The A*STAR (The Agency of Science, Technology and Research in Singapore) -Imperial partnership (AIP), launched in 2004, allows Singaporean students based at A*STAR Research Institutes to undertake research and training while pursuing a PhD in the fields of biomedical sciences, physical sciences and engineering or computer sciences with Imperial College London.

In 2009-10 338 Singaporean students studied at Imperial College London. The College is in contact with 1,839 alumni based in Singapore.

Mr Lee Kuan Yew (the first Prime Minister of the Republic of Singapore), Mr Lim Chuan Poh (Chairman of A*STAR and a member of NTU's Board of Trustees), Professor Bertil Andersson (NTU's Provost),  Mr J. Y. Pillay (former Chairman of Singapore Airlines) and Mr Philip Yeo (Chairman of SPRING - the Singapore enterprise development agency) have all previously been admitted into the Fellowship of Imperial College London.

4. About Imperial's School of Medicine

Imperial College London merged with St Mary's Medical School in 1988. Subsequent mergers with Charing Cross and Westminster Medical School, the Royal Postgraduate School and the National Heart and Lung Institute led to the foundation of the current School of Medicine in 1997.

In the academic year 2009-10, the School of Medicine taught 2,069 undergraduates and 541 postgraduates. Teaching takes place across several hospital campuses in west London, including the Chelsea and Westminster, Hammersmith and St Mary's campuses, where students gain clinical experience.

Notable medics from history associated with Imperial College London include Alexander Fleming who discovered penicillin in a laboratory at St Mary's Hospital, and Rodney Robert Porter who also worked at St Mary's Hospital and was awarded a Nobel Prize in 1972 for determining the exact chemical structure of an antibody.

Imperial's undergraduate medicine course was ranked third in the UK in The Good University Guide 2011.

5. About Nanyang Technological University

Nanyang Technological University (NTU) is a research-intensive university with globally acknowledged strengths in science and engineering. The university has roots that go back to 1955 when Nanyang University was set up. Today, NTU has four colleges with 12 schools, and three autonomous entities, the National Institute of Education, the S Rajaratnam School of International Studies, and the Earth Observatory of Singapore.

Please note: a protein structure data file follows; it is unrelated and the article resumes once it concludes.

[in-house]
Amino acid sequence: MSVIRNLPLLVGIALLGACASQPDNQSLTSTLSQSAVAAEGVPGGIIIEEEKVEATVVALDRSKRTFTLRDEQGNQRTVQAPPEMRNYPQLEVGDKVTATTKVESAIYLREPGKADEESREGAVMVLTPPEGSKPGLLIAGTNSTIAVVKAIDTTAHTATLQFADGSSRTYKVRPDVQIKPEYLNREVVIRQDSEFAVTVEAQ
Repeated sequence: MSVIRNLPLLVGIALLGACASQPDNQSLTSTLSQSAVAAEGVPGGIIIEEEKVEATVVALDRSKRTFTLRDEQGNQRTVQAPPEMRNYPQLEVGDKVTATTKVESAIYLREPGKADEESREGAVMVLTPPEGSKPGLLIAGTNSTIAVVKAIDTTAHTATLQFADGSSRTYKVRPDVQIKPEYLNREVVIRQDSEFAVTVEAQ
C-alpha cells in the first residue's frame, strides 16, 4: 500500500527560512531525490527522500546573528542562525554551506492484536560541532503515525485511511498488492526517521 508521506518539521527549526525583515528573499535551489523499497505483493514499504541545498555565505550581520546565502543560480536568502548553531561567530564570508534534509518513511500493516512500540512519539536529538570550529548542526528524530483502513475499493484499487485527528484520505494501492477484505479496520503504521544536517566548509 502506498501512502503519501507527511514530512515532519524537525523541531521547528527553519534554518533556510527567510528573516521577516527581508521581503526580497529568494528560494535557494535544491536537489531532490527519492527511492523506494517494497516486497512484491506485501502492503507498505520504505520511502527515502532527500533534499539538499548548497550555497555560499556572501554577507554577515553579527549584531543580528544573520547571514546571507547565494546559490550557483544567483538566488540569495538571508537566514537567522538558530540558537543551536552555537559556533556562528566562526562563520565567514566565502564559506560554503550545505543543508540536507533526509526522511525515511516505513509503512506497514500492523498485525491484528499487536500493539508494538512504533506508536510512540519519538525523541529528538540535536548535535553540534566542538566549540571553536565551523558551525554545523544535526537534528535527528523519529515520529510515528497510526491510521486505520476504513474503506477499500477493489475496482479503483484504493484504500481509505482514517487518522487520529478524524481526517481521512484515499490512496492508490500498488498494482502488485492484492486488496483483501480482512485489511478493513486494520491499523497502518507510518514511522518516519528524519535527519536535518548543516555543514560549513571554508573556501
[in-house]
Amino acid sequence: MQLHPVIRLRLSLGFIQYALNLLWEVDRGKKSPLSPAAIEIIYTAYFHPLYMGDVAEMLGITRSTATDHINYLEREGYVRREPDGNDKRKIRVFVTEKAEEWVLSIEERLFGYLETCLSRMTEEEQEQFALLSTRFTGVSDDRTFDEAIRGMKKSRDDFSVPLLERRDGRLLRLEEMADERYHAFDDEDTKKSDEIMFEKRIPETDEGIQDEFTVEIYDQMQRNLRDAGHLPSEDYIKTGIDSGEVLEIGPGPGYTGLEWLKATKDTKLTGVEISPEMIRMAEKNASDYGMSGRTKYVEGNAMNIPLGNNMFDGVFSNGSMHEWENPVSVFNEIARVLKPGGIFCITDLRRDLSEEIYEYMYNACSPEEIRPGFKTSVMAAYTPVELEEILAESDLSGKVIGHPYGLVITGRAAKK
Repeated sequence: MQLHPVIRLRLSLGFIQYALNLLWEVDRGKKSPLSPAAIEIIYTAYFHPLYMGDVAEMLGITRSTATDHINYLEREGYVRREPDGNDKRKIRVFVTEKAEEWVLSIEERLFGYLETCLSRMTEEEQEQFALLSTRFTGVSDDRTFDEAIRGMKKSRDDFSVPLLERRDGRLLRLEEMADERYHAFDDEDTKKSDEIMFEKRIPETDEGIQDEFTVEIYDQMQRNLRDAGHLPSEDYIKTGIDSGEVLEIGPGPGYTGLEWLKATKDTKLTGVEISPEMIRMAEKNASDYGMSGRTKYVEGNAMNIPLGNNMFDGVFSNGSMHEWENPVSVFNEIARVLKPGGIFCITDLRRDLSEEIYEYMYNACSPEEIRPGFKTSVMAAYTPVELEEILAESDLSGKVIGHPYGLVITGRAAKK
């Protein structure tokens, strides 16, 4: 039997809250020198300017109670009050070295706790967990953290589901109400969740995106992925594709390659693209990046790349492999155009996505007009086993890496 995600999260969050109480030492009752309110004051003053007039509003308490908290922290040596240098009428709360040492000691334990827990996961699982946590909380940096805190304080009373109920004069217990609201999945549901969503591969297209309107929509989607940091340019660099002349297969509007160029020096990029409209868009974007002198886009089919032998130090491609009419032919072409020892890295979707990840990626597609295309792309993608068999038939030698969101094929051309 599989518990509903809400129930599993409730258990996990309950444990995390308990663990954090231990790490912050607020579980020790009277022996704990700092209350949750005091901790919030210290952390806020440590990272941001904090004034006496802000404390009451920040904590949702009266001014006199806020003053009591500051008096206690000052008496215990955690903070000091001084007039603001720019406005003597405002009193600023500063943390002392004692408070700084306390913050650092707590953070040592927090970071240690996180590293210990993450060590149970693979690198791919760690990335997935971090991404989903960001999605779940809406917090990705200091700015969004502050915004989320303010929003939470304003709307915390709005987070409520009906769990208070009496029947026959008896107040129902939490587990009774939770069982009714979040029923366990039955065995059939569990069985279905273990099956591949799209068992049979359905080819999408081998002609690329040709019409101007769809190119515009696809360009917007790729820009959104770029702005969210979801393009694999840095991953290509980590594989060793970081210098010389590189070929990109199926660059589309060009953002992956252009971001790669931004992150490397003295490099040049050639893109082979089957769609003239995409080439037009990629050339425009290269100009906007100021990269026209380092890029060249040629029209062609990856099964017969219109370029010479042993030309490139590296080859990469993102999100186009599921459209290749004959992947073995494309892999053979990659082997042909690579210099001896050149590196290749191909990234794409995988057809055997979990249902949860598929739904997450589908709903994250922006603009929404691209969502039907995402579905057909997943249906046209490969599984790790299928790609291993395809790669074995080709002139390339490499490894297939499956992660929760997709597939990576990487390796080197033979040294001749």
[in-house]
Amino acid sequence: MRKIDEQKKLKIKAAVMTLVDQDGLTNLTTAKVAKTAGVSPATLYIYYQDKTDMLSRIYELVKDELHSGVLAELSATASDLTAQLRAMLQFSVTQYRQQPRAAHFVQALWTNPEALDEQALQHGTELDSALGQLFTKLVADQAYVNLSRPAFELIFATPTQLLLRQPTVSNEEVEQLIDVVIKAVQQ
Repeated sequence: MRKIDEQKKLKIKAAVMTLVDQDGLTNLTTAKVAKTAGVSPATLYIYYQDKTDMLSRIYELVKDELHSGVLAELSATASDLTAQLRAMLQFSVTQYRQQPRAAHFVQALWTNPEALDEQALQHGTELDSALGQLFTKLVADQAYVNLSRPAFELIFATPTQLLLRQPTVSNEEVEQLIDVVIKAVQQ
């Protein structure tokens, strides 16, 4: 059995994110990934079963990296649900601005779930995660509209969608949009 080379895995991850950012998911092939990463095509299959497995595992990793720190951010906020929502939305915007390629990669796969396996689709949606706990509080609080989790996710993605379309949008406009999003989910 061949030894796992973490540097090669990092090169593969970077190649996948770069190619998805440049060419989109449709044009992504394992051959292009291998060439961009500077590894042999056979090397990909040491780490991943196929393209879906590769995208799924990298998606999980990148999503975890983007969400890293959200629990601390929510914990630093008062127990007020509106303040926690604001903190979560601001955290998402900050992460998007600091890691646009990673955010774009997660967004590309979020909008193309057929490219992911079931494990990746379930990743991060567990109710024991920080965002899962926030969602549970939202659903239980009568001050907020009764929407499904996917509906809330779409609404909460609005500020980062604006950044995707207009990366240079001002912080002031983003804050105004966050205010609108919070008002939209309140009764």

NTU provides a high-quality global education to more than 23,000 undergraduates and 10,000 graduate students. The student body includes top scholars and international olympiad medallists from the region and beyond.

Hailing from 67 countries, the university's 3,000-strong teaching and research staff bring dynamic international perspectives and years of solid industry experience.

The new medical school will see NTU offering medical courses for the first time.

6. About Imperial College London

Consistently rated amongst the world's best universities, Imperial College London is a science-based institution with a reputation for excellence in teaching and research that attracts 14,000 students and 6,000 staff of the highest international quality. Innovative research at the College explores the interface between science, medicine, engineering and business, delivering practical solutions that improve quality of life and the environment - underpinned by a dynamic enterprise culture.

Since its foundation in 1907, Imperial's contributions to society have included the discovery of penicillin, the development of holography and the foundations of fibre optics. This commitment to the application of research for the benefit of all continues today, with current focuses including interdisciplinary collaborations to improve global health, tackle climate change, develop sustainable sources of energy and address security challenges.

In 2007, Imperial College London and Imperial College Healthcare NHS Trust formed the UK's first Academic Health Science Centre. This unique partnership aims to improve the quality of life of patients and populations by taking new discoveries and translating them into new therapies as quickly as possible.